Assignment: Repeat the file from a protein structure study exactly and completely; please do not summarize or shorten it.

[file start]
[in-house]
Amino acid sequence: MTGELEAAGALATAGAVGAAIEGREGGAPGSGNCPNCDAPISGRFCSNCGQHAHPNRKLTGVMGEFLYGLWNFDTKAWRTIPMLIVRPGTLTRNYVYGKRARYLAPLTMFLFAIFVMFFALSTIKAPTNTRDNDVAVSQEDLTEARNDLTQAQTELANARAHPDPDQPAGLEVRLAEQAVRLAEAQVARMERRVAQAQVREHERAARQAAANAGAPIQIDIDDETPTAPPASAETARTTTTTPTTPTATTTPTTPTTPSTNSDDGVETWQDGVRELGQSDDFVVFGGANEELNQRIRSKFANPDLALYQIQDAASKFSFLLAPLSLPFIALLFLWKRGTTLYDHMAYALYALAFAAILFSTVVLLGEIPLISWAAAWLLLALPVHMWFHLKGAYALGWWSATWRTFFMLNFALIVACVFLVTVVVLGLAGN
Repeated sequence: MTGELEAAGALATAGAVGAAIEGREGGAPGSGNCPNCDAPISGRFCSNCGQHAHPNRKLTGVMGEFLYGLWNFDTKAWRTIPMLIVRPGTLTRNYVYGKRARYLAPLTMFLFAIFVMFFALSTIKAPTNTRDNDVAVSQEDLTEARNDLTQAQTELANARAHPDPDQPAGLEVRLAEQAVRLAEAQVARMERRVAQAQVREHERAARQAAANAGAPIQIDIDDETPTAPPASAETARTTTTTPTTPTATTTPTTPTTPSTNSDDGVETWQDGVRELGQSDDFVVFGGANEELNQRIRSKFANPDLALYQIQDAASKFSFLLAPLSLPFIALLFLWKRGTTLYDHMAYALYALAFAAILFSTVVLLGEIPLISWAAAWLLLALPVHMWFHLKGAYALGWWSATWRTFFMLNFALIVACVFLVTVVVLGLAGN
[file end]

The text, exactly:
[in-house]
Amino acid sequence: MTGELEAAGALATAGAVGAAIEGREGGAPGSGNCPNCDAPISGRFCSNCGQHAHPNRKLTGVMGEFLYGLWNFDTKAWRTIPMLIVRPGTLTRNYVYGKRARYLAPLTMFLFAIFVMFFALSTIKAPTNTRDNDVAVSQEDLTEARNDLTQAQTELANARAHPDPDQPAGLEVRLAEQAVRLAEAQVARMERRVAQAQVREHERAARQAAANAGAPIQIDIDDETPTAPPASAETARTTTTTPTTPTATTTPTTPTTPSTNSDDGVETWQDGVRELGQSDDFVVFGGANEELNQRIRSKFANPDLALYQIQDAASKFSFLLAPLSLPFIALLFLWKRGTTLYDHMAYALYALAFAAILFSTVVLLGEIPLISWAAAWLLLALPVHMWFHLKGAYALGWWSATWRTFFMLNFALIVACVFLVTVVVLGLAGN
Repeated sequence: MTGELEAAGALATAGAVGAAIEGREGGAPGSGNCPNCDAPISGRFCSNCGQHAHPNRKLTGVMGEFLYGLWNFDTKAWRTIPMLIVRPGTLTRNYVYGKRARYLAPLTMFLFAIFVMFFALSTIKAPTNTRDNDVAVSQEDLTEARNDLTQAQTELANARAHPDPDQPAGLEVRLAEQAVRLAEAQVARMERRVAQAQVREHERAARQAAANAGAPIQIDIDDETPTAPPASAETARTTTTTPTTPTATTTPTTPTTPSTNSDDGVETWQDGVRELGQSDDFVVFGGANEELNQRIRSKFANPDLALYQIQDAASKFSFLLAPLSLPFIALLFLWKRGTTLYDHMAYALYALAFAAILFSTVVLLGEIPLISWAAAWLLLALPVHMWFHLKGAYALGWWSATWRTFFMLNFALIVACVFLVTVVVLGLAGN